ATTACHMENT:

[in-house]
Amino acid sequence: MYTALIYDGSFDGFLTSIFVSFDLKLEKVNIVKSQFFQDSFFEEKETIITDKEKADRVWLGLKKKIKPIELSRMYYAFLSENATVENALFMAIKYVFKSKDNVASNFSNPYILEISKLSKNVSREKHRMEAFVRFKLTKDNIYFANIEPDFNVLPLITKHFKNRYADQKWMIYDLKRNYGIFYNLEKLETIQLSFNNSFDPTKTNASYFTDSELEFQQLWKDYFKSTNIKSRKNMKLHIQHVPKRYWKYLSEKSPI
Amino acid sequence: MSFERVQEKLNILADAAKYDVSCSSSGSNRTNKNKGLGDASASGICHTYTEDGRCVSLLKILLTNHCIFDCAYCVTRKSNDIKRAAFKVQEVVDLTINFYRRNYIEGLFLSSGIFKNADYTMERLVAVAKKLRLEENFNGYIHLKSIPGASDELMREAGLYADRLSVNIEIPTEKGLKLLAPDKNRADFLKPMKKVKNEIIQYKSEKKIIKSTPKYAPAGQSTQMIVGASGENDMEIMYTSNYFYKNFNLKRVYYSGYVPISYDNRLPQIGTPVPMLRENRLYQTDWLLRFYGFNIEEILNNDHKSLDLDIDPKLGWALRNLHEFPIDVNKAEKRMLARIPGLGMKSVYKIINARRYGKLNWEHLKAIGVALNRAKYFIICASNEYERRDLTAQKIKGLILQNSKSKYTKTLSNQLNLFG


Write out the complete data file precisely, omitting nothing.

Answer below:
[in-house]
Amino acid sequence: MYTALIYDGSFDGFLTSIFVSFDLKLEKVNIVKSQFFQDSFFEEKETIITDKEKADRVWLGLKKKIKPIELSRMYYAFLSENATVENALFMAIKYVFKSKDNVASNFSNPYILEISKLSKNVSREKHRMEAFVRFKLTKDNIYFANIEPDFNVLPLITKHFKNRYADQKWMIYDLKRNYGIFYNLEKLETIQLSFNNSFDPTKTNASYFTDSELEFQQLWKDYFKSTNIKSRKNMKLHIQHVPKRYWKYLSEKSPI
Amino acid sequence: MSFERVQEKLNILADAAKYDVSCSSSGSNRTNKNKGLGDASASGICHTYTEDGRCVSLLKILLTNHCIFDCAYCVTRKSNDIKRAAFKVQEVVDLTINFYRRNYIEGLFLSSGIFKNADYTMERLVAVAKKLRLEENFNGYIHLKSIPGASDELMREAGLYADRLSVNIEIPTEKGLKLLAPDKNRADFLKPMKKVKNEIIQYKSEKKIIKSTPKYAPAGQSTQMIVGASGENDMEIMYTSNYFYKNFNLKRVYYSGYVPISYDNRLPQIGTPVPMLRENRLYQTDWLLRFYGFNIEEILNNDHKSLDLDIDPKLGWALRNLHEFPIDVNKAEKRMLARIPGLGMKSVYKIINARRYGKLNWEHLKAIGVALNRAKYFIICASNEYERRDLTAQKIKGLILQNSKSKYTKTLSNQLNLFG